New York Times op-ed columnist Thomas Friedman says:
I was just out in Silicon Valley, checking in with high-tech entrepreneurs about the state of their business. I wouldn't say they were universally gloomy, but I did detect something I hadn't detected before: a real undertow of concern that America is losing its competitive edge vis-à-vis China, India, Japan and other Asian tigers, and that the Bush team is deaf, dumb and blind to this situation.
Here are more excerpts from his disturbing commentary:
Other executives complained bitterly that the Department of Homeland Security is making it so hard for legitimate foreigners to get visas to study or work in America that many have given up the age-old dream of coming here. Instead, they are studying in England and other Western European nations, and even China.
Still others pointed out that the percentage of Americans graduating with bachelor's degrees in science and engineering is less than half of the comparable percentage in China and Japan, and that U.S. government investments are flagging in basic research in physics, chemistry and engineering.
Friedman notes the concerns of Craig Barrett, the C.E.O. of Intel, who laments the disappointing interest of U.S. schoolchildren in science competitions, when compared to similar events in China.
For now, the U.S. still excels at teaching science and engineering at the graduate level, and also in university research. But as the Chinese get more feeder stock coming up through their high schools and colleges, "they will get to the same level as us after a decade," Mr. Barrett said. "We are not graduating the volume, we do not have a lock on the infrastructure, we do not have a lock on the new ideas, and we are either flat-lining, or in real dollars cutting back, our investments in physical science."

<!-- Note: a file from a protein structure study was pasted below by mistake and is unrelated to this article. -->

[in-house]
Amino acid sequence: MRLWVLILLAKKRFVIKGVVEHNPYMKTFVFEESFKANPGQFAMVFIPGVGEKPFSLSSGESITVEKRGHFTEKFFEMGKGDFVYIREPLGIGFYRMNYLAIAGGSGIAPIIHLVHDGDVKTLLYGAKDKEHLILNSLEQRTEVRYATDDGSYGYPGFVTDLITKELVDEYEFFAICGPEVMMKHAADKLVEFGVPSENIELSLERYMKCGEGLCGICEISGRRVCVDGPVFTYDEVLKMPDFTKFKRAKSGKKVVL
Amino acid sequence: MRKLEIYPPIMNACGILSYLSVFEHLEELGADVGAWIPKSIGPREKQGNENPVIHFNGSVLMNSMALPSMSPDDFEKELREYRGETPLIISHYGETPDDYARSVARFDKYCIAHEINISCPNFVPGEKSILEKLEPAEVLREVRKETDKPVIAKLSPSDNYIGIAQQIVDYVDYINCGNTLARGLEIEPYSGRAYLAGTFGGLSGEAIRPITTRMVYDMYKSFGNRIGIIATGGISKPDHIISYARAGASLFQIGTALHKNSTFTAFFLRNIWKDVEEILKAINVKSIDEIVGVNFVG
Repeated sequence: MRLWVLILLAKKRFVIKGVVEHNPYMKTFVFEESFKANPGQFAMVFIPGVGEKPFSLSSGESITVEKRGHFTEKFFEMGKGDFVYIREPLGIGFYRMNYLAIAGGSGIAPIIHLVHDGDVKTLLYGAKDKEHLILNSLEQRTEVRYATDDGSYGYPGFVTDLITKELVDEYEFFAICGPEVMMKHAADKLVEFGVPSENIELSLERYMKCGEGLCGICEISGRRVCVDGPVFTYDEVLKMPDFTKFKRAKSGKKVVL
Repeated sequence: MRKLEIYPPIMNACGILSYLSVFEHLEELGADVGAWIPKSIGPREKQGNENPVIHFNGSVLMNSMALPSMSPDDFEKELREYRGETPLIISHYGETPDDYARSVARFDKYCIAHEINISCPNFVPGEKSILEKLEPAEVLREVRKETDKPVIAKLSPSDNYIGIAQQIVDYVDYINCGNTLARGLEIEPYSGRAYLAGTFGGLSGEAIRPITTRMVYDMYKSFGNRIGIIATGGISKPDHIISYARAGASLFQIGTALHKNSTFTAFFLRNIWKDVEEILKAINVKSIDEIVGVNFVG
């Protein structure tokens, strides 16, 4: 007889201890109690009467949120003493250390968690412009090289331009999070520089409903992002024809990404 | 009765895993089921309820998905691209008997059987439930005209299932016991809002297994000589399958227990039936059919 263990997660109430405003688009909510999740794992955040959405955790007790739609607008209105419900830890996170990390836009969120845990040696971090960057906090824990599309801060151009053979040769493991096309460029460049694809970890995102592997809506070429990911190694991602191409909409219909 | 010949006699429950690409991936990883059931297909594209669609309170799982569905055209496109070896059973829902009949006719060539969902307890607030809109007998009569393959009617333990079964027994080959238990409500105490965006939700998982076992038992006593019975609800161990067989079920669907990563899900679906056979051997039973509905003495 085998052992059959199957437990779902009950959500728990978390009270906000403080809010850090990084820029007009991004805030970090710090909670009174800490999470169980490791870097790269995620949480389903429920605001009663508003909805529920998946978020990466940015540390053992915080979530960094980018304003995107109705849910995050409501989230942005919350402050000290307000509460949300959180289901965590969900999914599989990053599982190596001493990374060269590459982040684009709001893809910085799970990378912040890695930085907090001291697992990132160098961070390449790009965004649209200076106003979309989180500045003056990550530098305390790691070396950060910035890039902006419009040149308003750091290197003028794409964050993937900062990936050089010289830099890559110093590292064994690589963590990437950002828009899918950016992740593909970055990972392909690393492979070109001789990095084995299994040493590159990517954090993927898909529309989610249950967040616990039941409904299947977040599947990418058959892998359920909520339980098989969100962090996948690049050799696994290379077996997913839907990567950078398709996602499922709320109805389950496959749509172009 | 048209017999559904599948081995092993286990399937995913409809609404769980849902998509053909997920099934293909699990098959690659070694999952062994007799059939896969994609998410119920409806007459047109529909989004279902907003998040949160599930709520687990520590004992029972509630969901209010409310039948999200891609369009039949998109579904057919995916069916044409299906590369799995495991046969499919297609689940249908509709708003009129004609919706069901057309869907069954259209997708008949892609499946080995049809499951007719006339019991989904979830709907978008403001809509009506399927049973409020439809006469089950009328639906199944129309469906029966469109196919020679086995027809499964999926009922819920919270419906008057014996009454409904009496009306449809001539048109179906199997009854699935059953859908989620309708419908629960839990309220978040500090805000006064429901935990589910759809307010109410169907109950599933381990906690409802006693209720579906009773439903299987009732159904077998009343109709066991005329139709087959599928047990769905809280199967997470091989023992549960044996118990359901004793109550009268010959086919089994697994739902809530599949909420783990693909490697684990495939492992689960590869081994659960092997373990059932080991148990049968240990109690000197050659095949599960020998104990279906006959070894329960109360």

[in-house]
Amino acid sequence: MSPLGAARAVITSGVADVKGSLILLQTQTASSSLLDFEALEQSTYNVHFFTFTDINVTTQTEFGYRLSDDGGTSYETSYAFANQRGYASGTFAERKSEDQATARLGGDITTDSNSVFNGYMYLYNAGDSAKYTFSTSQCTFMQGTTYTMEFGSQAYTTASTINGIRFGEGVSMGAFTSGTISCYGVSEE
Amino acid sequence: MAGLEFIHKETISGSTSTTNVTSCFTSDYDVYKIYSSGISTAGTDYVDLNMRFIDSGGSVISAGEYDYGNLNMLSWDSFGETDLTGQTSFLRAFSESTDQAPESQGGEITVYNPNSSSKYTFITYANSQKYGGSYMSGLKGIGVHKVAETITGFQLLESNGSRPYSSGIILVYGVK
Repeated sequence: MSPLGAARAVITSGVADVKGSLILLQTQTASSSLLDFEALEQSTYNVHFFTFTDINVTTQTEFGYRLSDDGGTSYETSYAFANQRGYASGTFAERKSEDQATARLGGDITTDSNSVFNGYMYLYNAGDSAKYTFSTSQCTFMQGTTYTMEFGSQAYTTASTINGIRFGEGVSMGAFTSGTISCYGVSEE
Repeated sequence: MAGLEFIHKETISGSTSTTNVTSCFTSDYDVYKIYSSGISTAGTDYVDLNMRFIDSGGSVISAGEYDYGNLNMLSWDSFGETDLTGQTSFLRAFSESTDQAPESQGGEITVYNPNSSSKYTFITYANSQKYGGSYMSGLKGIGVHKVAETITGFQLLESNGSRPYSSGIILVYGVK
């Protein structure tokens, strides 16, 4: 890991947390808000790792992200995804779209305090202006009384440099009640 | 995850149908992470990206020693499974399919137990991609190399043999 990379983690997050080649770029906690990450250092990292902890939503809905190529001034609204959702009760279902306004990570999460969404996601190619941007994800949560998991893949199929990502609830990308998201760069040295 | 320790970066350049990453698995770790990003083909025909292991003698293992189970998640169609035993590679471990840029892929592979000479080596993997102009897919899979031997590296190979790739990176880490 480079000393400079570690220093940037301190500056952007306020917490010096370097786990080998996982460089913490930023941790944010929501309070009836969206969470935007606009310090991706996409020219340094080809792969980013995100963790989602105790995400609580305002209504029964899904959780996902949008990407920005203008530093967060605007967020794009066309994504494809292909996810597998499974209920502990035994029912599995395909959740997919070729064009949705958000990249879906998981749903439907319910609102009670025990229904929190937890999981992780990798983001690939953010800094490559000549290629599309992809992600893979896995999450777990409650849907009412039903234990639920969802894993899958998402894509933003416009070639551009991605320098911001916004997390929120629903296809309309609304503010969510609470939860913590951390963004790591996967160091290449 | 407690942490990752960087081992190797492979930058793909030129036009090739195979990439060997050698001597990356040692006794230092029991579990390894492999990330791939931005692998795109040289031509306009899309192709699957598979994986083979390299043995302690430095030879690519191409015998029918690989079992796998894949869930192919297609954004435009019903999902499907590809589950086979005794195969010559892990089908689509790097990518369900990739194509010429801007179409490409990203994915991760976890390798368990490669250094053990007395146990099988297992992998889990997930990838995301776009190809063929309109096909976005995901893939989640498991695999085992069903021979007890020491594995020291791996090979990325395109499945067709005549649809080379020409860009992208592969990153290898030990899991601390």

Many researchers see embryonic stem cells, which can develop into any type of cell in the body and could help treat a variety of diseases, as one of the most promising and challenging fields in science. But since the August 2001 decision by the Bush administration to restrict funding for the work that can be done using those cells, American scientists have watched momentum in this field shift to other countries with rules that are more clearly defined and more financial support from their governments.
We point all this out not because we are cheerleaders for U.S. business, but because falling behind in basic research could result in a molecular manufacturing breakthrough taking place in a country that is not friendly to basic human rights or to Western democracy. It could lead to a panicky, ill-considered reaction once this breakthrough becomes known, and that prospect is frighteningly dangerous.